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Bradford couple refuses to 'bypass' support of community

Peter and Leni Vander Kooij have lifetime of volunteerism under their belts but have recently turned to activism over the path chosen for controversial Bradford Bypass

Peter and Leni Vander Kooij, long-time residents of Bradford, continue to find ways to support their community. 

Peter and Leni Vander Kooij, ages 83 and 82, respectively, have lived a full life, contributing to a variety of causes and organizations with one goal in mind — to “improve the lives of those around” them and to bring a voice to those who have not been heard.

They live on a property near 10th Sideroad and 10th Line in Bradford that includes an upgraded cedar-sided house, which overlooks a hill descending to a little pond.

The industriousness of the couple is clearly evident in the pride they have shown in their gardens, landscaping, and even a zip line that starts at the top of the hill and crosses the pond.

This industriousness has been honed over their lifetime of farming, community services and, more recently, with their activism.

Peter arrived in Bradford from Holland at the age of seven as part of a family of seven children. His family left Holland in 1947 to work in the Holland Marsh with the Verkaik brothers. Peter eventually became a Marsh farmer in 1963 and farmed for 40 years before retiring in 2003.

The couple definitely had a vision beyond farming and wanted to make a difference. One of their endeavours for more than six years was gathering food donations from Holland Marsh farmers and packing houses and taking a van full of food up to Camp Oak-a-Lea in Bracebridge. Every two weeks, Peter would volunteer his time to gather and ship the fresh food to the camp.

“We had potatoes, onions, carrots, lettuce, celery, apples, and even strawberries … They ate absolutely the best,” Peter said.

They also dedicated many years of service to Community Living. According to its website, Community Living Central York was founded in 1954 and is a non-profit, charitable organization that provides support to people who have intellectual disabilities.

Peter served more than 12 years on the board of Community Living in Newmarket, including numerous terms as president, and was involved for more than 40 years. Their main motivation to be involved was their daughter, Gwen, who joined the organization due to her special needs.

“We had a very special daughter ... Gwen benefited from the services of Community Living,” said Peter.

Their involvement with Community Living led them to participate in a similar group called Voices of Joy, a community choir founded by Linda Middlebrook primarily composed of people with special needs.

“Voices of Joy is a community choir designed to bring the joy of singing to people with special needs ... Many of them love singing and performing as a part of the community. There is nothing more rewarding than to be singing with them in a choir and have an audience applaud and stand up,” said Peter.

More recently, the couple has been involved in activism. They are passionate about the topic of the Bradford Bypass.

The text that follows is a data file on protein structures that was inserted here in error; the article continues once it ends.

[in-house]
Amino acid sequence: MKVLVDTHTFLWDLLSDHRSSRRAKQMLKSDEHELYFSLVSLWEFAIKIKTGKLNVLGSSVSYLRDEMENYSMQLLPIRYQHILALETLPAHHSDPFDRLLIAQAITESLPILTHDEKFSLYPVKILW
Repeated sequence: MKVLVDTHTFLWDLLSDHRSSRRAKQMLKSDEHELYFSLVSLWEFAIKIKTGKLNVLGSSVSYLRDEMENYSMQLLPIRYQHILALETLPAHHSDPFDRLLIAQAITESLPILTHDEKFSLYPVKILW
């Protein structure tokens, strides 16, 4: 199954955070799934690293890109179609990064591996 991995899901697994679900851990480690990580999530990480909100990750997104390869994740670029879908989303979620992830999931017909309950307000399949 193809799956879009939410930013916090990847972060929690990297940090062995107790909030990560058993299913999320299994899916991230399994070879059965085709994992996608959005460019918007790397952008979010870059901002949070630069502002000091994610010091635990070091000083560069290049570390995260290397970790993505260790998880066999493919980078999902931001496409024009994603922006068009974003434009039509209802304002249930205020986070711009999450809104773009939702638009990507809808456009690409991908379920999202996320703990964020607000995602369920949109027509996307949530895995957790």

They are participating in town halls across the region to bring awareness to their concerns about the bypass. On June 4, a presentation was given at the Bradford and District Community Centre. They also attended a June 11 event in Sutton. There will be another meeting June 20 in East Gwillimbury.

Some important questions they hope to have answered: How will the Bradford Bypass affect your life, your community, our health, our environment? Does the current route make the most sense?

They recognize the need for an east/west road to connect Highway 400 with Highway 404 to reduce the traffic congestion in Bradford. Their concern is the proposed location of the bypass. They feel it would be better suited farther north, connecting Highway 89 to Ravenshoe Road just south of Lake Simcoe.

Peter presents several advantages to this location over the current one between 9th and 8th lines.

“The current location crosses the river twice, has a tremendous financial cost. It goes through the town proper, with prevailing northwest winds blowing fumes over the town of Bradford,” he explained.

“Air quality is a big question. Noise is a question … The Ravenshoe option could be done for less than half of the cost.”

The Highway 89/Ravenshoe Road option would only cross one river rather than two with the current design, so there would be less of an environmental encroachment, he said.

The land farther north is mostly open fields, farther from existing residents in Bradford and East Gwillimbury, which would be more advantageous for noise and air pollution as opposed to the current location, he added. In fact, there used to be a bridge over the river at the Ravenshoe Road location, which was knocked out by Hurricane Hazel in 1954.

“It would be less intrusive, much more economical to build, and serve the purpose of east/west traffic in a much better way. It would take the horrific busyness out of the town. It would connect the 400 to the 404. We should be more responsible with our tax dollars. The worst option is the current option … We are doing this out of principle for our children and grandchildren,” said Peter.

The couple’s passion for the community is clear. Their hope is to impart the wisdom they have accumulated over the years to help protect future generations.